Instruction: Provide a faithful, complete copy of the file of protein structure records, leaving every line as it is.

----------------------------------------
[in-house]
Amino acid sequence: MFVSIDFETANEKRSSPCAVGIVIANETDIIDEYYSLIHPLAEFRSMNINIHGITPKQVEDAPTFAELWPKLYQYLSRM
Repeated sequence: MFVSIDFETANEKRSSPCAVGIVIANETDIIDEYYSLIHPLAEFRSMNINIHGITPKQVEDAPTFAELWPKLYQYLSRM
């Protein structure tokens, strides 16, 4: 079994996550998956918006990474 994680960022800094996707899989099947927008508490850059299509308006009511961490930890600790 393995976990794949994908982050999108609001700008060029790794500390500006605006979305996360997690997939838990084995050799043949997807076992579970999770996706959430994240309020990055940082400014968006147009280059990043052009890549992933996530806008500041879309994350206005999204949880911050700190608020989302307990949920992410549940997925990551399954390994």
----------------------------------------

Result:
[in-house]
Amino acid sequence: MFVSIDFETANEKRSSPCAVGIVIANETDIIDEYYSLIHPLAEFRSMNINIHGITPKQVEDAPTFAELWPKLYQYLSRM
Repeated sequence: MFVSIDFETANEKRSSPCAVGIVIANETDIIDEYYSLIHPLAEFRSMNINIHGITPKQVEDAPTFAELWPKLYQYLSRM
């Protein structure tokens, strides 16, 4: 079994996550998956918006990474 994680960022800094996707899989099947927008508490850059299509308006009511961490930890600790 393995976990794949994908982050999108609001700008060029790794500390500006605006979305996360997690997939838990084995050799043949997807076992579970999770996706959430994240309020990055940082400014968006147009280059990043052009890549992933996530806008500041879309994350206005999204949880911050700190608020989302307990949920992410549940997925990551399954390994």